Ian Cicco, age 12, was 6 years old when he first picked up a skateboard. His world of was that of safe gated community with new CBS homes neatly piled around several miles of roads and cul-de-sacs of beautifully smooth pavement and curbs. Penny, Ian’s mother didn’t have to worry about him, he was easy to find, confined within the stucco walls of their suburban Florida community. He spent hours rolling back and forth and beaming with joy as he would belt out, “MOM! I just ollie’d the curb!” It didn’t take long for little Ian to outgrow the experiential thrill his neighborhood had to offer. “One day, I came home and he had dug scrap plywood from a construction bin and was building a box, on his own. He had watched a tutorial from the internet. He was really passionate about finding ways to learn new tricks.”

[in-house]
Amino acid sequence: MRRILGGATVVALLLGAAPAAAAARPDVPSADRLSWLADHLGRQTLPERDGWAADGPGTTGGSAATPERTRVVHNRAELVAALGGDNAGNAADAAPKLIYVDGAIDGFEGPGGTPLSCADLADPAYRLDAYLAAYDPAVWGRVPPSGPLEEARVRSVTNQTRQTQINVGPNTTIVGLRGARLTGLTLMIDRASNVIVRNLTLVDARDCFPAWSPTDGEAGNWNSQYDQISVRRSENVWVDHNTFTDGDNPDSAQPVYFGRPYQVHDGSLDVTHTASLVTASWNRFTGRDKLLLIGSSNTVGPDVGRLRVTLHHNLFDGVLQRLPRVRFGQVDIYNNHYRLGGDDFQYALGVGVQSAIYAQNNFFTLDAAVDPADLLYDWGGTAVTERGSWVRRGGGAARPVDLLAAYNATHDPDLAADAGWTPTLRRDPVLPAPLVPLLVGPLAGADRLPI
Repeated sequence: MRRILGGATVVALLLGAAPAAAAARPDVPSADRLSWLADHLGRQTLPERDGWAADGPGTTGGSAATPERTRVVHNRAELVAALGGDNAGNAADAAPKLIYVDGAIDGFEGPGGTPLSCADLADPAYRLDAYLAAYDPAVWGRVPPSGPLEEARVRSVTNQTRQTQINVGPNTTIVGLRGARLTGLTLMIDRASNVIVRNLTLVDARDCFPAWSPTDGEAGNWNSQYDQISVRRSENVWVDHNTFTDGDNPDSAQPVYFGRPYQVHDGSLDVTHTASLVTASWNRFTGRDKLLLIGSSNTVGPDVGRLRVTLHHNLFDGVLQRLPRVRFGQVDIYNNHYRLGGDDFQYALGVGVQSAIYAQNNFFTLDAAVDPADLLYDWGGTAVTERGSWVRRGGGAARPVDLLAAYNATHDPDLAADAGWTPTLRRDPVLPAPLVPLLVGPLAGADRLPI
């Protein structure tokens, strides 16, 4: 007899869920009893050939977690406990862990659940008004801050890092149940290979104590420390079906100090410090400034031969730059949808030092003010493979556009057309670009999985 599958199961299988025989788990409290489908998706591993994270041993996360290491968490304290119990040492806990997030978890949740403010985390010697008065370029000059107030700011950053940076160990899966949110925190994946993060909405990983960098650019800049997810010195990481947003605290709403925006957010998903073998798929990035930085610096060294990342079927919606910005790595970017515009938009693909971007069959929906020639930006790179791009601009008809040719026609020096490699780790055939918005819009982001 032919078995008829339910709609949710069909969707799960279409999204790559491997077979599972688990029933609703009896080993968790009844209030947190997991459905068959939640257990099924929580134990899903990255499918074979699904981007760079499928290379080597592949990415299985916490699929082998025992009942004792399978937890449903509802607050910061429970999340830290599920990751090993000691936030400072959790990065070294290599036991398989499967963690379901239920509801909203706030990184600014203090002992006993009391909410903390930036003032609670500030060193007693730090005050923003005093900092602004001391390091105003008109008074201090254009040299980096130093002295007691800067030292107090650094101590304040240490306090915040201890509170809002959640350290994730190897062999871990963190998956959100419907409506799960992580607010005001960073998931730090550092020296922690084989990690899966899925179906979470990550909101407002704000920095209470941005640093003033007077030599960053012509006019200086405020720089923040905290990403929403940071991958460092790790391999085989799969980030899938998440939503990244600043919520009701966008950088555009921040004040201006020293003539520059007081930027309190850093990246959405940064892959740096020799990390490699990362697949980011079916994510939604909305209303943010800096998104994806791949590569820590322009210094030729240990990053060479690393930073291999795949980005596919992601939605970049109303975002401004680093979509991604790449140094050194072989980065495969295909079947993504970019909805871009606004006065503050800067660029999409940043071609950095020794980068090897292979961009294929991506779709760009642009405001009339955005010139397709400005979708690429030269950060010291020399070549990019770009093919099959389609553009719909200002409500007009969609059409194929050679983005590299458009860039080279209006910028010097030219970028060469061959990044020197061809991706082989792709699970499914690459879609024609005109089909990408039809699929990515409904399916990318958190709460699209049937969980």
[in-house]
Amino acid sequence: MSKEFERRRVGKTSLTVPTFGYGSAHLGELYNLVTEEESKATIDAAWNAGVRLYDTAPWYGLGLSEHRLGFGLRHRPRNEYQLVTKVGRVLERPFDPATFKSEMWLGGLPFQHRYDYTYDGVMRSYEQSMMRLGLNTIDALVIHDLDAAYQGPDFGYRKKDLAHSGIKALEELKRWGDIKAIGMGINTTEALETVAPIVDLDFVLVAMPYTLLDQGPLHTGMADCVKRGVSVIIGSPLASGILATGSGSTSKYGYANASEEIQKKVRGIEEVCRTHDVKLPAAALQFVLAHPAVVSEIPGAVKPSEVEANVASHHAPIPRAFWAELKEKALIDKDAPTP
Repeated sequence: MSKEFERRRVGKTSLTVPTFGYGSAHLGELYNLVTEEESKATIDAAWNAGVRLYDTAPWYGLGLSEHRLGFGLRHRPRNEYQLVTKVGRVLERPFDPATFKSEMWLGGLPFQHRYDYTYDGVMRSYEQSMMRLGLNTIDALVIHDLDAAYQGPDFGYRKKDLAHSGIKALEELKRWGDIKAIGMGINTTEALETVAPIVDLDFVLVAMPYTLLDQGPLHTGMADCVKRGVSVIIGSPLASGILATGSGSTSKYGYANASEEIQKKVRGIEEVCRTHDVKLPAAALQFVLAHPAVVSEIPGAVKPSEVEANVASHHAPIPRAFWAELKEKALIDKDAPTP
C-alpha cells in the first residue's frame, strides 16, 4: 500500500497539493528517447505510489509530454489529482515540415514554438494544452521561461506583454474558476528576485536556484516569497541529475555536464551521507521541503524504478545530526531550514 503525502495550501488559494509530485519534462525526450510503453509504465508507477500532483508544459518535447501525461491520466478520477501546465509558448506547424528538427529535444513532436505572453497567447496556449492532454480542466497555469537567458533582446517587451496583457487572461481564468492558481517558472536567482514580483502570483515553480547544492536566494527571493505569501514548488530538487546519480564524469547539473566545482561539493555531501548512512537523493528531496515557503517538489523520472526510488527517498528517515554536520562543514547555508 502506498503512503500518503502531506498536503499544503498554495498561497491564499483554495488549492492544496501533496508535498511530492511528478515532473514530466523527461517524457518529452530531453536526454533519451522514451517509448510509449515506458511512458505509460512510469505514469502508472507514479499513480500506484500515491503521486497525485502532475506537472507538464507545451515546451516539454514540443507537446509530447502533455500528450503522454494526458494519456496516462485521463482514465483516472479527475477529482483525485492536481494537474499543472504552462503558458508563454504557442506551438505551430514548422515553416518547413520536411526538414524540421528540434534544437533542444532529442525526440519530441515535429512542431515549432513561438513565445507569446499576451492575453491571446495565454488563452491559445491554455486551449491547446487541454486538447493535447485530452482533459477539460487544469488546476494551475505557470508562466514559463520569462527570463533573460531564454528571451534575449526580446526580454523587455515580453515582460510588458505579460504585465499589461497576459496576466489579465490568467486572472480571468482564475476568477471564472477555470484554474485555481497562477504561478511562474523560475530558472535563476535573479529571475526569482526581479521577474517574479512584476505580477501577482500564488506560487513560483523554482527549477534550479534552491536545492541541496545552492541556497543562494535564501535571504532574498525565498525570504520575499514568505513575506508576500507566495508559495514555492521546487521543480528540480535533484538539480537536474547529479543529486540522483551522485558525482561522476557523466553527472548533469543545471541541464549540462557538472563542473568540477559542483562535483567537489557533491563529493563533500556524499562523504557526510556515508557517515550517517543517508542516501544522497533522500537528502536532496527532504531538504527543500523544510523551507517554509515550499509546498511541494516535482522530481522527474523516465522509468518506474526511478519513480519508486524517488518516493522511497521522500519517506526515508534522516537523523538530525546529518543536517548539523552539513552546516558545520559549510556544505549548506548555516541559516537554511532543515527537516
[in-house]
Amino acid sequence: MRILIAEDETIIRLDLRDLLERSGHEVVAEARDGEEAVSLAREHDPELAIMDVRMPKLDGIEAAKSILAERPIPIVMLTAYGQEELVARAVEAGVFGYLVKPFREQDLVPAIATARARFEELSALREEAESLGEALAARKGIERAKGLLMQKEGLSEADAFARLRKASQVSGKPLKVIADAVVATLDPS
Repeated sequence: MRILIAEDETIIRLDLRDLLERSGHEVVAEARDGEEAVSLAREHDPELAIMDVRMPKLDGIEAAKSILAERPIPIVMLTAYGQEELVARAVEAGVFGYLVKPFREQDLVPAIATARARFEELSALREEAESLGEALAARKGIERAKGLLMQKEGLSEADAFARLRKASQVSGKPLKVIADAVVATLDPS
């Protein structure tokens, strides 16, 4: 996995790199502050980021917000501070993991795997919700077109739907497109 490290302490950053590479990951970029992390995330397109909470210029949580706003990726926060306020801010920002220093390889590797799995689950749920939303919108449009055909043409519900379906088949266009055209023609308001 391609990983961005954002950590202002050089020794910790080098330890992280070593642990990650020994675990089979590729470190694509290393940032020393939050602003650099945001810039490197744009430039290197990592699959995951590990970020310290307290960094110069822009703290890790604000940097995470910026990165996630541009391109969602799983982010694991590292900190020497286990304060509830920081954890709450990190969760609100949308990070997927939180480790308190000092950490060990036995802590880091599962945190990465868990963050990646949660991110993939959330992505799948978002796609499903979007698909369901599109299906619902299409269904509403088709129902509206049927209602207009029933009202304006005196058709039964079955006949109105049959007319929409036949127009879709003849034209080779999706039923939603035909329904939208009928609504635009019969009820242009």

In 2016 the Olympic Committee added skateboarding to the illustrious ranks of Olympic sports. Tokyo 2020 will be the first games to host skateboarding in the line-up, street skating to be exact. Although the course designs are still in development, rumor has that Tokyo will be showing the world street skating by integrating it into their cityscape, their actual streets. Topping things off South Florida has a hopeful for competing for a slot in the Olympic team, a team expected to be dominated by Californians. If the boon in snowboarding post-Olympics with the help of pro-snowboarder Sean White is any indicator of the effects the games may have with our youth pro street skater Alex Sargente of Lake Worth could be the next Olympian to unknowingly spearhead a movement. Kids all over South Florida will be getting new boards that year, experienced youth will begin to push themselves, and the number of local competitions will grow, potentially quite a bit. The Tony Hawk Foundation, anticipates huge growth that is unexpected by the general population. We should prepare ourselves for a whole new level of enthusiast. Enthusiasts that will watch Olympians skating and competing on the streets of Tokyo. The key word here is “the streets”. For Vero Beach, this is a problem, a big one. It is illegal to skate on the barrier island but that has no effect on the difficulty of clearing kids with skateboards from areas like the Vero Beach Theater, the Art Museum, Hummiston park and all surrounding retailers. These are prime locations for landing that “new trick”. Likewise, skating is not allowed in the Vero Beach City limits, posing a problem legally speaking for anyone utilizing a skateboard for transportation. But they are skating anyway, and it is easy to find proof, YouTube is chock full of videos made in the public spaces in our city, even on the roofs of our schools, some involving quick get-a-ways from police officers. This is disconcerting for moms like Penny Cicco, “Ian is getting older, he is traveling further, at some point he will go from being a cute kid on a skateboard to a target as a potential troublemaker. He’s a boy, with a passion, and he looks at every surface as potential, it takes an immense amount of self-control not to try the ideas that pop into his head. He has already learned that the general rule is not to get caught.” Not getting caught equates to run, running seems criminal. JT Malone 16, an Indian River Charter Student, knows this all to well. “No one ever stopped me or questioned me before I was in high school, but now I’ve had to talk to the police a few times, I really prefer to take off, because I know I can get away, but that doesn’t help me or the sport and the officers are mostly pretty cool. Sometimes, I’m looking for tricks but I also use my board to get to work.” Malone works a few hours a week teaching guitar lessons downtown and bussing tables at Waldo’s on the barrier